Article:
The Supreme Court has explained that "in most instances, the purpose of statutorily defined venue is to protect the defendant against the risk that a plaintiff will select an unfair or inconvenient place of trial." Leroy v. Great W. United Corp., 443 U.S. 173, 183-84 (1979); Cottman Transmission Sys. v. Martino, 36 F.3d 291, 294 (3d Cir. 1994) (explaining that "the current statutory language still favors the defendant in a venue dispute by requiring that the events or omissions supporting a claim be substantial'" and "is intended to preserve the element of fairness so that a defendant is not haled into a remote district having no real relationship to the dispute"); Woodke v. Dahm, 70 F.3d 983, 985 (8th Cir. 1995) (explaining that "by referring to events and omissions giving rise to the claim, ' Congress meant to require courts to focus on relevant activities of the defendant, not of the plaintiff"). When a plaintiff relies on § 1391(b)(2) to defeat a venue challenge, the court should first identify the nature of the claims and the acts or omissions that the plaintiff alleges give rise to those claims. Gulf Ins. Co. v. Glasbrenner, 417 F.3d 353, 357 (2d Cir. 2005). Second, the court determines whether a substantial part of those acts or omissions occurred in the district where suit was filed, that is, whether "significant events or omissions material to [those] claims... have occurred in the district in question." Id. (emphasis removed); Daniel v. Am. Bd. of Emergency Med., 428 F.3d 408, 432-434 (2d Cir. 2005). While economic harm is an element of a trademark claim, it alone is not a sufficient basis for conferring venue. See Golden Scorpio Corp., 596 F.Supp.2d at 1282 n.4 (dismissing trademark infringement case for improper venue where defendant's Oregon-based restaurant advertised on Google Maps and there was no plausible allegation of resulting confusion in Arizona); Allstar Mktg., 666 F.Supp.2d at 1128; R. Griggs Group Ltd. v. Consol. Shoe, Inc., 1999 U.S. Dist. LEXIS 5426, *11 (N.D. Cal. Apr. 8, 1999) (citing Vanity Fair Mills v. T. Eaton Co., 234 F.2d 633, 639 (2d Cir. 1956) ("[I]n cases involving trademark infringement and unfair competition, the wrong takes place not where the deceptive labels are affixed to the goods or where the goods are wrapped in the misleading packages, but where the passing off occurs, i.e., where the deceived customer buys the defendant's product in the belief that he is buying the plaintiff's."); Leroy-Garcia v. Brave Arts Licensing, 2013 WL 4013869, *11-12 (N.D.Cal. 2013) (unpub.); United Truck & Equip., Inc. v. Curry Supply Co., No. CV08-1046, 2008 U.S. Dist. LEXIS 110213, *38 (D. Ariz. Nov. 5, 2008) (citing Judicial Improvements Act of 1990, Pub. L. No. 101-650 (amending statute to remove the plaintiff's residence as basis for venue)).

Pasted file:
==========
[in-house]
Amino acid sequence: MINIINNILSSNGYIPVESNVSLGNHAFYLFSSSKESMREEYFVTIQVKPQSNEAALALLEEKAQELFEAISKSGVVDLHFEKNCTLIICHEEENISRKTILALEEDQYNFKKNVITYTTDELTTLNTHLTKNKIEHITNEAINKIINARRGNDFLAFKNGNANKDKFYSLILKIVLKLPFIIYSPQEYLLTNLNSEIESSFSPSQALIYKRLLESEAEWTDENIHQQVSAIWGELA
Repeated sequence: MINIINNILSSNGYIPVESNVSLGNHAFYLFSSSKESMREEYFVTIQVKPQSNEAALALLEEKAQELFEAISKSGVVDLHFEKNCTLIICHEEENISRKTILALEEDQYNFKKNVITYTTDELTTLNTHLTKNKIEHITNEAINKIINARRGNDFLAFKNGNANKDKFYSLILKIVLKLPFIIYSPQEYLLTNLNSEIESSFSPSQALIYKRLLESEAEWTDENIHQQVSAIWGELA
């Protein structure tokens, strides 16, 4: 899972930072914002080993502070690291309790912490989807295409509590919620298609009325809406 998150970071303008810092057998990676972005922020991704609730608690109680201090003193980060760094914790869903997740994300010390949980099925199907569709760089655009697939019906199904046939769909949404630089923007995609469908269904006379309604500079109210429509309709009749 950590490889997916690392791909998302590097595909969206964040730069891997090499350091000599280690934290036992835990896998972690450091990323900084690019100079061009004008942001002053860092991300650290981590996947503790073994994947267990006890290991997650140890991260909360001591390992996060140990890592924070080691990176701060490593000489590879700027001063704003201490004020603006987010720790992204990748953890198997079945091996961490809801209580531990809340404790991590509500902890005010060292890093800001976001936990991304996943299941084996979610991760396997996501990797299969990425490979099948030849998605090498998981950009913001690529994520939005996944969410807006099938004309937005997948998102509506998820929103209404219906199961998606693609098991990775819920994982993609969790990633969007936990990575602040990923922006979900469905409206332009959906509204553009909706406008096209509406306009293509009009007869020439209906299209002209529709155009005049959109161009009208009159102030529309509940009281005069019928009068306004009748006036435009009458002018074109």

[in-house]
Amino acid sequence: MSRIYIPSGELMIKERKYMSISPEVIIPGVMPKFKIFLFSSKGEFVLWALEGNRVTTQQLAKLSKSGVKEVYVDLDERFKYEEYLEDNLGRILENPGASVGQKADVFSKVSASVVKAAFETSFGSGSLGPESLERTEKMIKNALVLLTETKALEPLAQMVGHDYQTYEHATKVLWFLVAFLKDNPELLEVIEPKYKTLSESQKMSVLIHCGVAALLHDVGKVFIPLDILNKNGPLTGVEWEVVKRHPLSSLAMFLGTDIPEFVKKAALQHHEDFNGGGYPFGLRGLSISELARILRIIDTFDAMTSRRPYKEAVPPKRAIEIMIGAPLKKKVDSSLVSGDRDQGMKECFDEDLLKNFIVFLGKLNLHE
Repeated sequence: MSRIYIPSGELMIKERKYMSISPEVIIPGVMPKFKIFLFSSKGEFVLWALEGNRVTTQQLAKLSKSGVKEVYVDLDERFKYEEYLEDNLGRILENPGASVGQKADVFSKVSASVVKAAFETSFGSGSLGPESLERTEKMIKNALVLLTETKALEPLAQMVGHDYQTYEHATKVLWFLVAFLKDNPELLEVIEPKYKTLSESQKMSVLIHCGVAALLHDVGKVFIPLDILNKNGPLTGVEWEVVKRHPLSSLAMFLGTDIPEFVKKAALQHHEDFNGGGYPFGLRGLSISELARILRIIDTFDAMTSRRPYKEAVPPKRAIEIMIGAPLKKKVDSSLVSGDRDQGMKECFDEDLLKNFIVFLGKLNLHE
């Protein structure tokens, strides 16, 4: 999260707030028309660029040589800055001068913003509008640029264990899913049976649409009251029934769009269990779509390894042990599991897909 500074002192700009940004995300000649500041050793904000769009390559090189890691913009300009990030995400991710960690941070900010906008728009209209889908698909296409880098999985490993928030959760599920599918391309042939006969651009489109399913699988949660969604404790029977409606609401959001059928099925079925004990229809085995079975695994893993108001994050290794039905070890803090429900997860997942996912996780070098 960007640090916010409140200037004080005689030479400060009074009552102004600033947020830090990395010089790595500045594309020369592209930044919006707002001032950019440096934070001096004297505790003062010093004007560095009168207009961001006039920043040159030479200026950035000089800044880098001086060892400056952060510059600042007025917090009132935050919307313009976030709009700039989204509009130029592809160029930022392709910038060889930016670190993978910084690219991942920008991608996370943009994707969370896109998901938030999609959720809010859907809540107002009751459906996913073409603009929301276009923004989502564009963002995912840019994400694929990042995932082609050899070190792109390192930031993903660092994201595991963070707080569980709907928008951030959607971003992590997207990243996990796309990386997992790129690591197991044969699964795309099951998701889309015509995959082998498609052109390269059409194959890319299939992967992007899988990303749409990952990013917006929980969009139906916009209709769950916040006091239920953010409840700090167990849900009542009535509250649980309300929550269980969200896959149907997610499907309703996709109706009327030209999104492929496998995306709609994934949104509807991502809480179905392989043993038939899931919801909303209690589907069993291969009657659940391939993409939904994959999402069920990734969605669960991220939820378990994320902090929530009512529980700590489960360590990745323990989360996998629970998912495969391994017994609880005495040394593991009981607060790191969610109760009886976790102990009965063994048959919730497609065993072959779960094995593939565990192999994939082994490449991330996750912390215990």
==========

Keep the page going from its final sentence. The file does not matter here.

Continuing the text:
The parties do not dispute that this action could have been brought in the Central District of California. Plaintiff chose this forum because its pub is located in San Diego (Compl. ¶5), and it has counsel here, so it is more convenient for Plaintiff to litigate here. (Opp'n 10-11.) But Plaintiff fails to show that any of the events or actions giving rise to the claims in this case occurred in the Southern District of California. Aside from the general accessibility of Defendants' website, there is no claim that Defendants did any advertising or marketing here, nor that they otherwise solicited business in San Diego or Imperial County. Nor is there any indication they had anything to do with the la.eater.com article. Defendants never made any deliveries here, nor did the Duck Dive Gastropub in Malibu otherwise avail itself of the local economic market. It is unclear whether there are any non-party witnesses, as Plaintiff's opposition brief mentions only its attorneys and staff. (Opp'n 11.) The author of the article referring to a second location is ostensibly in the Central District, as the website is described as a "Los Angeles online news outlet." Even the callers asking about the new location are alleged to be "Malibu residents." (Compl. ¶26.) Indeed, all of the events that give rise to the claims are alleged to have occurred in the Central District. Even assuming a diversion of business, this Court could not find venue under § 1391(b)(2) on these facts. See Jamba Juice Co. v. Jamba Group, Inc., No. C-01-4846, 2002 WL 1034040, *2 (N.D.Cal. 2002) (finding allegation that defendant's website was accessible in the district containing plaintiff's place of business to be insufficient basis for venue in a trademark case, noting that to find ...